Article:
From Green Right Now Reports
A coalition of environmental groups that asked followers to send Valentines to Lowes and Home Depot on behalf of honey bees, felt the love this week.
Tens of thousands responded on various petitions and via letters urging the Big Box stores to stop selling the pesticides and pesticide-laced plants that scientists say are killing bees.
Friends of the Earth estimated that 27,000 people across the US would be "swarming" to Lowe's and Home Depot this week to personally deliver Valentine's for bees. Another member of the coalition, Organic Consumers Association, had charted 12,630 signatures (by Feb. 13) on a petition appealing to the stores to stop hurting bees.
The official Valentines (you can cut one out here) ask the stores to "Show Bees Some Love" by stopping the sale of neonicotinoid pesticides, which have been shown to be lethal to bees and other pollinators. The Valentines also ask the stores to stop selling nursery plants that have been pre-treated with those same pesticides "with no warning to consumers."
While the BeeAction campaign aimed to highlight that people love bees and all they do – helping fertilize two-thirds of human food crops for example — it also revealed some serious customer wrath toward the stores, which were exposed last fall for selling plants pre-treated with neonicotinoids.
Customers said they were unhappy to discover they'd bought plants toxic to bees, and may even have even purchased plants they thought would nourish pollinators only to realize they could kill them.
The dissatisfaction was palpable on a petition on MoveOn.org asking Home Depot and Lowe's to "Stop Selling Bee-Killing Garden Plants!":
- "As a backyard beekeeper – one whose colony perished last year – I am especially concerned about the use of bee-killing pesticides on plants sold at Lowe's and Home Depot – both stores at which I shop. The fact that these bee-killing plants are marketed as being "bee friendly" adds to the distress," wrote Rebecca Bizonet of Tecumseh, MI, on Thursday.
- "No pollinators – no food. As simple as that," said Marie Raven of Laurel, MD.
- "As an avid gardener we buy many items from Home Depot and Lowe's especially in the spring. As the wife of a beekeeper I was sad to hear that so many of your plants had been treated with neonicotinoids. Untill you can assure your consumers that you will not long sell chemicals or plants containing these pesticides I will have to take my business elsewhere," wrote Kim Presnell of Kelso, WA.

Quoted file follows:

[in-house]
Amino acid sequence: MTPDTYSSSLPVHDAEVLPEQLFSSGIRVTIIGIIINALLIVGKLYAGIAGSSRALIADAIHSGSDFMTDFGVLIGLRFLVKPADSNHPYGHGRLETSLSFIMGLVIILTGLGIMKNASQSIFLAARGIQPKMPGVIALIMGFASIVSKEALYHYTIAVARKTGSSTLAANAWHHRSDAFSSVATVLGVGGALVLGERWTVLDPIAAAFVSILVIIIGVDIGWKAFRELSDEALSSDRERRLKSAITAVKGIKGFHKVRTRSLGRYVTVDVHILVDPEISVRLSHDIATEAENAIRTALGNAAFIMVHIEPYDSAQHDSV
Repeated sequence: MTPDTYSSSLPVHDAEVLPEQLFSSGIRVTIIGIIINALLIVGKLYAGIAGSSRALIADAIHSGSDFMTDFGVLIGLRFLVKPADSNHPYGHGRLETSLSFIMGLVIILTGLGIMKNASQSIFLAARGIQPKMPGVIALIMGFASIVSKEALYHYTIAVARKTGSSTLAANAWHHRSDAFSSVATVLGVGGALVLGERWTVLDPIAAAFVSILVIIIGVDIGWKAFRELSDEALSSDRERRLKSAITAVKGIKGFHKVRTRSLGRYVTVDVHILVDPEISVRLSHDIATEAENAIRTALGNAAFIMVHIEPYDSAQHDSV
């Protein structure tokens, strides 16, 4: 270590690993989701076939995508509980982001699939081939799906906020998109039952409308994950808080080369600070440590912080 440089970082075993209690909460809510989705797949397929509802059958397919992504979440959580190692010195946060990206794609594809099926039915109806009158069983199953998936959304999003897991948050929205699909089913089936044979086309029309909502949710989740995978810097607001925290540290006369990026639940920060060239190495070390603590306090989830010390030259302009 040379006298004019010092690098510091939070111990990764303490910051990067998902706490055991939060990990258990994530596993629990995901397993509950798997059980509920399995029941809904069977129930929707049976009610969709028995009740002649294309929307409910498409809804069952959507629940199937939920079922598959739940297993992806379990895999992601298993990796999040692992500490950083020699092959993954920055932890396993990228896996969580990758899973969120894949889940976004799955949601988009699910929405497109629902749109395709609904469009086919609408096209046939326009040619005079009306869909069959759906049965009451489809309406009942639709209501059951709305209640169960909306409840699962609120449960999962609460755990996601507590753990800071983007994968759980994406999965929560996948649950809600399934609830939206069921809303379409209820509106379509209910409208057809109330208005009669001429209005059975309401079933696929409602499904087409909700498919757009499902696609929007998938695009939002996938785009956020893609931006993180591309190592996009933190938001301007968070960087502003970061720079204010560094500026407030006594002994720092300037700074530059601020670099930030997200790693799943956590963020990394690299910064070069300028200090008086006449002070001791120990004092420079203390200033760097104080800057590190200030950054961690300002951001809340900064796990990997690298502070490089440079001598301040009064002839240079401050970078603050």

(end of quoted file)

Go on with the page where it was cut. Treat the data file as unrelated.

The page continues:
Other people just expressed the hope that their fellow humans would start to understand and respect bees.
- "People don’t realize what the role of bee really is…," wrote Frank Molinini, on yet another petition on behalf of bees on Causes.com. "Society sees them as pests and puts them in the same category as other insects. This is because we are disconnected from the land. Most people live in cities and have developed allergies. If you have allergies carry those antidote cartridges around with you to be safe, but there is no need to annihilate the whole species. Bees have been helping mankind achieve abundance and have been responsible for the success of settlements for thousands of years. We such have a relationship with bees that they need us as much as we need them."
So far Home Depot and Lowe's appear to be ignoring the campaign, or at least the retail chains have not issued official responses or press releases on the topic on their online corporate websites. (We've asked for feedback.)
Since 2006 US bee hives have been suffering large annual losses due to the deadly condition called "Colony Collapse Disorder (CCD)."
Scientists have discovered that a contributor to CCD, perhaps even the main factor causing bee hives to suddenly die off, is the neonicotinoid class of pesticides. These synthetic pesticides are taken up by plants, becoming an intrinsic part of the flowers, shrubs and trees treated with them. The host plant becomes toxic to the insects that consume or carry its pollen. Neonicotinoids act as a neurotoxin, which fits with what happens in CCD in which bees are observed to become disoriented and fail to return to the hive.
The efficacy of neonicotinoids has resulted in their wide adoption in agriculture as well, as growers seek to kill off predator insects. But this method of farming goes against biological tenets, and harms the bees and other beneficial pollinators who failed to get the memo to stay away.
Meanwhile, monoculture farming has reduced the native plants – clovers, milkweed etc. – that feed bees and butterflies, dealing the insects a double whammy.
As a result, apiarists across the country have seen losses of their hives in the 30 to 40 percent range, and worse, from season to season.
Recently scientists began pointing to even more pesticides that appear to be hurting bees. That research suggests that when combinations of pesticides come into contact with bee larvae in the hive, the deleterious effects are compounded.